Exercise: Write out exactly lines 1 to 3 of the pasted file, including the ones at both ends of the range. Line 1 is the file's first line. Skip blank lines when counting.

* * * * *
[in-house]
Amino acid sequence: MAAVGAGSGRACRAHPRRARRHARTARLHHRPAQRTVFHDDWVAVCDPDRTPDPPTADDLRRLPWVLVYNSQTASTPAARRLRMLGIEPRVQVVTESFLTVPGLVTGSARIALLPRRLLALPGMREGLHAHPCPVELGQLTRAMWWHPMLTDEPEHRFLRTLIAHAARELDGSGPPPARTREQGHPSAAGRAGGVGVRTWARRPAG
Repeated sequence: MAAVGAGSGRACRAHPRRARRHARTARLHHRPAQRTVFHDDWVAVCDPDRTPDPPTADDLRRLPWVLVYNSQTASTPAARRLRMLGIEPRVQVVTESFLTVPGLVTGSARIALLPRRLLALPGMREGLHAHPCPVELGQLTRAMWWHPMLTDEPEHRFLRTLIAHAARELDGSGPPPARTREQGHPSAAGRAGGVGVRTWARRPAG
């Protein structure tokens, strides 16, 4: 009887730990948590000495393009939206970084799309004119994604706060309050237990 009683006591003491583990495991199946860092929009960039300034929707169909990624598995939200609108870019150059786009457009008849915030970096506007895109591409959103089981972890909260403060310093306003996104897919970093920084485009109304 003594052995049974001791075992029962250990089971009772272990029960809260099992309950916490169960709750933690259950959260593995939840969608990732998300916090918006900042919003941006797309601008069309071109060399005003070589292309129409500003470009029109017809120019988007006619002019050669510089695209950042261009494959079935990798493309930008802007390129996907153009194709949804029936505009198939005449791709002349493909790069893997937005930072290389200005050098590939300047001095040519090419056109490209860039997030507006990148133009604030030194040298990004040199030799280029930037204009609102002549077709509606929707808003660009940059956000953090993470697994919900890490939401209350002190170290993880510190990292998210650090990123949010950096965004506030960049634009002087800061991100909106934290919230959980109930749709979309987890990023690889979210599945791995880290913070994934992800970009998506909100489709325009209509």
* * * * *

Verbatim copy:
[in-house]
Amino acid sequence: MAAVGAGSGRACRAHPRRARRHARTARLHHRPAQRTVFHDDWVAVCDPDRTPDPPTADDLRRLPWVLVYNSQTASTPAARRLRMLGIEPRVQVVTESFLTVPGLVTGSARIALLPRRLLALPGMREGLHAHPCPVELGQLTRAMWWHPMLTDEPEHRFLRTLIAHAARELDGSGPPPARTREQGHPSAAGRAGGVGVRTWARRPAG
Repeated sequence: MAAVGAGSGRACRAHPRRARRHARTARLHHRPAQRTVFHDDWVAVCDPDRTPDPPTADDLRRLPWVLVYNSQTASTPAARRLRMLGIEPRVQVVTESFLTVPGLVTGSARIALLPRRLLALPGMREGLHAHPCPVELGQLTRAMWWHPMLTDEPEHRFLRTLIAHAARELDGSGPPPARTREQGHPSAAGRAGGVGVRTWARRPAG